It seems like every world power wants to be involved in Afghanistan’s future. U.S. officials have met with the Taliban in Qatar, and Russia held a conference attended by a wide range of nations, such as Iran, China, and Pakistan. Even notable Afghanis, including former president Hamid Karzai and some political opposition members, have met with the Taliban. Noticeably, the current Afghanistan government, led by President Ashraf Ghani, has not attended any of these talks or has held any meetings with the Taliban.
The reason for the lack of involvement regarding the Afghan government and the Taliban is that the Taliban maintain the stance that the Afghanistan government is merely a political puppet of the United States, not a legitimate entity. This poses significant problems for President Ghani’s reelection hopes, as voters will head out to choose their next leader later this year.
President Ghani has made it clear that no peace deal will succeed unless his government is made a party to the talks, but that has failed to have any sort of significant impact on the proceedings. They were not invited to the peace conference in Moscow, while Afghan opposition leaders were in attendance. They have not been invited to the talks the United States special envoy Zalmay Khalilzad has held with the Taliban in Doha in January, which allegedly resulted in the framework of a possible peace deal. These events result in significant political damage to President Ghani, as it portrays his government has merely being a passenger in the peace process. Rather than being an active participant in deciding Afghanistan future, President Ghani appears passive, having little to no influence on the proceedings. Opposition leaders, some of who have announced their candidacy to run against Ghani in the presidential elections, have been able to attend these conferences, providing them with significant political leverage over the incumbent.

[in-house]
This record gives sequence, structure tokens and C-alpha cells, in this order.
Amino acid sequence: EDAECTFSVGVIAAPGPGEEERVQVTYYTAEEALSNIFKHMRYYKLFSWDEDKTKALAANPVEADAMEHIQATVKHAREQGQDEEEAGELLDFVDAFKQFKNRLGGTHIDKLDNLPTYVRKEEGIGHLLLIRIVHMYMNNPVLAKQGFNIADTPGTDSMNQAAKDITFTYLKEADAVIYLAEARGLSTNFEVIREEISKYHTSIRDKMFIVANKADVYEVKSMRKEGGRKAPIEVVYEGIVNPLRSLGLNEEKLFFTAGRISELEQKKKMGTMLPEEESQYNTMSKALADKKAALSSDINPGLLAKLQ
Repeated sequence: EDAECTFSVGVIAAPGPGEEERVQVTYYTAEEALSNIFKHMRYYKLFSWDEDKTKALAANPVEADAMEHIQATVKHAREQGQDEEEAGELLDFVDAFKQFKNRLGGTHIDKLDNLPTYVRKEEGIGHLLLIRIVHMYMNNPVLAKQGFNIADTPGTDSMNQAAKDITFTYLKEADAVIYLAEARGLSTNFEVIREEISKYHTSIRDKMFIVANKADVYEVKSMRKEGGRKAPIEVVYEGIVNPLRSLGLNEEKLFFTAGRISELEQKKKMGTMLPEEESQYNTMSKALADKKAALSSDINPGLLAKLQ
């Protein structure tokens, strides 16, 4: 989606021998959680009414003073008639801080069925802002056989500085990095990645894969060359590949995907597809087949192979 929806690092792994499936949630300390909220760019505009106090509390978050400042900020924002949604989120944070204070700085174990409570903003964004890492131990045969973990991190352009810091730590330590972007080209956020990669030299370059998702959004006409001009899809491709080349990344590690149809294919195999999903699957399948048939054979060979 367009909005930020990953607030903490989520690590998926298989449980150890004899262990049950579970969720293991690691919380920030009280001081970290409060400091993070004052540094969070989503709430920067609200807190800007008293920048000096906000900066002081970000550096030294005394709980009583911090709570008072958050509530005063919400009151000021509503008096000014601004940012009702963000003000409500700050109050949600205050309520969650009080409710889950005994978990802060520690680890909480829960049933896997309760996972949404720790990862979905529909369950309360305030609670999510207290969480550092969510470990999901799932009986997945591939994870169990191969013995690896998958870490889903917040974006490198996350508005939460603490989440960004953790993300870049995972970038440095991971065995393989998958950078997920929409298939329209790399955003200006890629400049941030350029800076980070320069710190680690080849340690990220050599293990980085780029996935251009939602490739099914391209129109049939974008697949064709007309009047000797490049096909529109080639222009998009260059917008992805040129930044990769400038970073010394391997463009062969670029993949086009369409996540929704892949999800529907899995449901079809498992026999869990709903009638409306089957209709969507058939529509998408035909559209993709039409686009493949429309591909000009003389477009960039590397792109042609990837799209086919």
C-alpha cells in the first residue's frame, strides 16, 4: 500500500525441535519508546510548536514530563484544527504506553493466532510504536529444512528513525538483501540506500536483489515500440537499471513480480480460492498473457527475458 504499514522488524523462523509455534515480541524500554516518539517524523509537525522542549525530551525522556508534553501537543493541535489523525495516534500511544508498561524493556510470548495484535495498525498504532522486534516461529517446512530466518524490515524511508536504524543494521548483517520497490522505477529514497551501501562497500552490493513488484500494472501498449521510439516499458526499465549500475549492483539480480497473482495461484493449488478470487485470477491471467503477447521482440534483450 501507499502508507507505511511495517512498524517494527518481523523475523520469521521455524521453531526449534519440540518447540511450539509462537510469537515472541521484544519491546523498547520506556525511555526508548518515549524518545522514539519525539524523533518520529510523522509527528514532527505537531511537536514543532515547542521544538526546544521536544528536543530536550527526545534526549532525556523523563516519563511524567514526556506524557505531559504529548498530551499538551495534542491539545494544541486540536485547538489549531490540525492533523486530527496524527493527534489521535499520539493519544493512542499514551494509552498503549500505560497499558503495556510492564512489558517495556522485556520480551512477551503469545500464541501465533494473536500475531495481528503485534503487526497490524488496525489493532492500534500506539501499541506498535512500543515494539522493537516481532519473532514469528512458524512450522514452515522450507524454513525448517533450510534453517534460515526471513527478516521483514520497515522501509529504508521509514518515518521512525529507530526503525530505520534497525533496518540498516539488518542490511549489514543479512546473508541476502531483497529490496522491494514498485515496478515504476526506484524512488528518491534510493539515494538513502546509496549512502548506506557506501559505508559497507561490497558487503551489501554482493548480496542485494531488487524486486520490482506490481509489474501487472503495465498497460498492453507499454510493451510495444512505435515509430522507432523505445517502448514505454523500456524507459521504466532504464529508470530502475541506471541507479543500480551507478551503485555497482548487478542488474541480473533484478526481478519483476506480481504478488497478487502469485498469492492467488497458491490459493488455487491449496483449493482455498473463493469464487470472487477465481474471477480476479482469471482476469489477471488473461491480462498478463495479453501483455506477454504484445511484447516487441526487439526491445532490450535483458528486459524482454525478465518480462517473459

The Taliban’s chief negotiator, Sher Mohammad Abbas Stanekzai, has not hidden his contempt for President Ghani’s administration. In a widely circulated videotaped interview, Mr. Stanekzai reveals that the Taliban does not recognize the government and expects the Afghan Army to disband as well, labeling them as an American-made force. While this may just be a negotiating stance, it caused many to recall the chaos in Afghanistan after the Soviet Union’s withdrawal, a chaos which eventually led to the Taliban seizing power.
Afghanistan’s national security adviser, Hamdullah Mohib, issued some provocative statements recently, accusing Mr. Khalilzad of seeking personal benefit by sidelining the Afghan government, with ambitions to be a “viceroy” in an interim government. These comments indicate the level of distrust the Afghan government has towards the proceedings happening between the United States and the Taliban. Mr. Mohib also expressed his disappointment that the information being given to the government was only “bits and pieces,” and that the talks served to increase the legitimacy of the Taliban while decreasing the legitimacy of the Afghan government.
While American officials have consistently insisted that Washington will not accept any negotiated deal without the Taliban speaking directly to the Afghan government, and that the Afghan government will be able to contribute their input and their views, as things stand currently little action has been taken. The lack of action from the United States does not inspire confidence. Regardless of the veracity of the rumors abounding that the United States and the Taliban have agreed to various withdrawal timetables, it does seem that significant talks are progressing without the Afghan government providing their input or approval.
Questions remain over whether the United States negotiating team could have done more to push the Taliban into allowing the Afghan government to at least be present at the negotiations. There are also significant concerns that since the United States is extremely fatigued by the war in Afghanistan, that they will pressure the Afghanistan government into accepting “a deal that doesn’t end in peace,” a fear shared by Mr. Mohib. After all, the United States agreed to enter talks with the Taliban, a significant departure from their stance a few years ago. Within Afghanistan, there is a generation that grew up outside of the strict Taliban-ruled society, particularly women, who fear a return to those much more oppressive days.
Photo Credit: Hedayatullah Amid/EPA